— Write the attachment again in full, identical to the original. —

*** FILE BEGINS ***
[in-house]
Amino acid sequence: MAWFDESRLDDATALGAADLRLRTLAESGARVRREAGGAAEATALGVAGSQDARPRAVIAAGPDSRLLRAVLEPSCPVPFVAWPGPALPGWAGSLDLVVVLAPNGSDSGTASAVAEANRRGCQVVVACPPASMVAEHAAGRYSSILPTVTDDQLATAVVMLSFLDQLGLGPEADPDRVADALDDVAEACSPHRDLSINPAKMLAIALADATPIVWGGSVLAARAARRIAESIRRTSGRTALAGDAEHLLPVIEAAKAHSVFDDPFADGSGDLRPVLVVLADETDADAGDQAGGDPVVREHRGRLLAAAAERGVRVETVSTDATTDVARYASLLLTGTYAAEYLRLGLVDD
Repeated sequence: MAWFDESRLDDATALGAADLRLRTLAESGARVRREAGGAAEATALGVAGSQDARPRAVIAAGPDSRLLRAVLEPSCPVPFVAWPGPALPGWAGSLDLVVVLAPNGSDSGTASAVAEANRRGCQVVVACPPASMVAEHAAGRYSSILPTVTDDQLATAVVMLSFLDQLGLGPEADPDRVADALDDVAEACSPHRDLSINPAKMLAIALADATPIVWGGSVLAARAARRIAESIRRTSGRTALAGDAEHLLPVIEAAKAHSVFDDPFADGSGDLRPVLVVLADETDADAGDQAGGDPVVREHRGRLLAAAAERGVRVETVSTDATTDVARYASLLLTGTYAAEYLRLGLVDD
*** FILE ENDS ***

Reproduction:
[in-house]
Amino acid sequence: MAWFDESRLDDATALGAADLRLRTLAESGARVRREAGGAAEATALGVAGSQDARPRAVIAAGPDSRLLRAVLEPSCPVPFVAWPGPALPGWAGSLDLVVVLAPNGSDSGTASAVAEANRRGCQVVVACPPASMVAEHAAGRYSSILPTVTDDQLATAVVMLSFLDQLGLGPEADPDRVADALDDVAEACSPHRDLSINPAKMLAIALADATPIVWGGSVLAARAARRIAESIRRTSGRTALAGDAEHLLPVIEAAKAHSVFDDPFADGSGDLRPVLVVLADETDADAGDQAGGDPVVREHRGRLLAAAAERGVRVETVSTDATTDVARYASLLLTGTYAAEYLRLGLVDD
Repeated sequence: MAWFDESRLDDATALGAADLRLRTLAESGARVRREAGGAAEATALGVAGSQDARPRAVIAAGPDSRLLRAVLEPSCPVPFVAWPGPALPGWAGSLDLVVVLAPNGSDSGTASAVAEANRRGCQVVVACPPASMVAEHAAGRYSSILPTVTDDQLATAVVMLSFLDQLGLGPEADPDRVADALDDVAEACSPHRDLSINPAKMLAIALADATPIVWGGSVLAARAARRIAESIRRTSGRTALAGDAEHLLPVIEAAKAHSVFDDPFADGSGDLRPVLVVLADETDADAGDQAGGDPVVREHRGRLLAAAAERGVRVETVSTDATTDVARYASLLLTGTYAAEYLRLGLVDD